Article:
Elon Musk is facing skeptics as Tesla prepares to unveil the Optimus robot. – Democrat Blog

Robotic arms assemble Tesla Model S sedans at the company’s plant in California.

San Francisco:

Tesla CEO Elon Musk blamed an over-reliance on factory robots for throwing the electric car maker into “production hell” four years ago, saying humans are better suited for certain tasks.

My God, how times have changed.

Musk’s Texas-based company now has ambitious plans to deploy thousands of humanoid robots, known as the Tesla Bot or Optimus, in its factories and possibly millions worldwide, according to job postings. There is a growing buzz at the company as Tesla holds more and more internal robot meetings, according to a person familiar with the matter.

In the longer term, Mr. Musk said in a TED Talk that robots could be used in homes, cook dinner, mow the lawn and care for the elderly, and even become a kind of sex partner, “buddy” or “catgirl.”

Mr. Musk says the robot business could eventually be worth more than Tesla’s car revenue, and Mr. Musk is now unveiling a vision for the company that goes way beyond building autonomous electric vehicles.

On his “AI Day” on Sept. 30, Musk said Tesla would unveil a prototype of his Project Optimus, a nod to the powerful and benevolent leader of the Autobots in the Transformers series. Production could start next year, he said.

Tesla is skeptical about its ability to showcase technological advances that justify spending on “general purpose” robots in factories, homes and elsewhere, according to robotics experts, investors and analysts interviewed by Reuters.

Tesla already uses hundreds of robots designed to perform specific tasks in the production of its vehicles.

Humanoid robots have been developed for decades by Honda Motor Co and the Boston Dynamics division of Hyundai Motor Co. Like self-driving cars, robots struggle to cope with unpredictable situations.

“Self-driving cars actually turned out to be not as easy as we thought. It’s the same with humanoid robots,” Sean Azimi, head of NASA’s Flexible Robotics Group, told Reuters.

“If something unexpected happens, it is very difficult to be flexible and resilient in the face of such changes.”

At the 2019 Autonomy event, Musk promised 1 million robot taxis by 2020, but has yet to deliver such a vehicle.

Experts say Musk’s robots may be able to showcase major capabilities at the event, but they’ll have a hard time impressing public opinion about robots capable of being on par with humans.

To be successful, Tesla will have to show robots that perform multiple unprogrammed actions, according to Nancy Cook, a professor of human systems engineering at Arizona State University. The data could boost Tesla shares, which are down 25% from their 2021 peak.

“If he can just make a robot walk or robots dance, that’s already done. It’s not that impressive,” she said.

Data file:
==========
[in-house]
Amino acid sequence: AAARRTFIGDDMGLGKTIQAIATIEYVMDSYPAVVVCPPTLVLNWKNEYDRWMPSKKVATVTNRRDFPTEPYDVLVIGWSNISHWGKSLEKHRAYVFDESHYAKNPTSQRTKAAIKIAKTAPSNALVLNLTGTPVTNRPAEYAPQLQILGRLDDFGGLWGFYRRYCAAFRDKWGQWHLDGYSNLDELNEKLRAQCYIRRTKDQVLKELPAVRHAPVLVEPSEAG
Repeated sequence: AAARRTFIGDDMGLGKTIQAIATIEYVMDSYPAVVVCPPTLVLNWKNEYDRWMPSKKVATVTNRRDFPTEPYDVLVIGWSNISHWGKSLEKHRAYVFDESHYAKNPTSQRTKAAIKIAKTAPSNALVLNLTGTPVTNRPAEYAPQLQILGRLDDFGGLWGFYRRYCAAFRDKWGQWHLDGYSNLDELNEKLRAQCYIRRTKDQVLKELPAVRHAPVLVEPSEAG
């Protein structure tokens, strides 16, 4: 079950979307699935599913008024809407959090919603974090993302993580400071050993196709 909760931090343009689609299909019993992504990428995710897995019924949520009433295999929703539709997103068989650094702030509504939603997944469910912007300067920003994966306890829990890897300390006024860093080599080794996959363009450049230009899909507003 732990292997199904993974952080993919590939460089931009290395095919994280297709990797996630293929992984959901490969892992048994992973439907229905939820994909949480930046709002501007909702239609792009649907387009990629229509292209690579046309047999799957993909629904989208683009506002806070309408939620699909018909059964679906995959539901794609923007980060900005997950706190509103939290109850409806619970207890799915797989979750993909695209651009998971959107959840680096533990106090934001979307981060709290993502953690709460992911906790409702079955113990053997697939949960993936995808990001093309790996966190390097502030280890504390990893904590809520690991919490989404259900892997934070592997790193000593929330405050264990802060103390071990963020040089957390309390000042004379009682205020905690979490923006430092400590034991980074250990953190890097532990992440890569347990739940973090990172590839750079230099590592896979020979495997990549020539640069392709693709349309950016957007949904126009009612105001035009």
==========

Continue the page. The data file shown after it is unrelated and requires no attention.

Tesla did not respond to a Reuters request for comment, but Musk has proven doubters wrong in the past by resurrecting the electric car market and founding rocket company SpaceX, though some product launches have lagged behind.

Internal expertise

Initially, Optimus will perform boring or dangerous tasks, including moving parts around its factories, Musk said.

Musk acknowledged that humanoid robots are not intelligent enough to navigate the real world without clear instructions.

But he said Tesla could use its expertise in AI and key components to develop and mass-produce intelligent but less expensive humanoid robots.

Tesla is in the process of hiring people to work on bipedal humanoid robots, and there are about 20 positions open at Tesla Bot, including positions to develop key robot parts such as “actuators.”

“The code you write will eventually run on millions of humanoid robots around the world and will therefore meet high quality standards,” says one job posting.

Tesla has over 2 million vehicles on the road.

Jonathan Hurst, CTO of Agility Robotics, a humanoid robot company founded in 2015, said technology “is starting to change now. »

“Of course, an important indicator of success is whether they make money from it,” he told Reuters, referring to Tesla’s efforts to build humanoid robots.

human help

Analysts see more show than product. “This is all part of a strategy to distract people and give them the next shiny item to run after,” said Sam Abuelsamid, an analyst at Guidehouse Insights.

“Investors are not thrilled with Optimus,” said Gene Munster, managing partner at Loup Ventures, a venture capital firm that owns Tesla shares. “The likelihood that this will work at scale is very small,” he said, adding that it is “infinitely more difficult than self-driving cars.”

And then there is Musk’s own experience with robots in a factory.

During the production hell of 2018, Musk specifically pointed out problems with the “fluff bot,” a picking robot that couldn’t perform simple tasks that human hands can do—pick up bits of “fluff” and place them on batteries.

He said that the cost of maintaining a complex robot far exceeds the cost of hiring someone to assemble it.

The furry robot is “a fun example, but it shows that autonomy doesn’t always generalize well and that manipulating soft and furry stuff that isn’t as predictable as the hard part was a huge challenge,” said Aaron Johnson. professor of mechanical engineering at Carnegie Mellon University.

“Human hands are much better at this,” Musk said.

(This story has not been edited by the staff and is automatically generated from a syndicated feed.)

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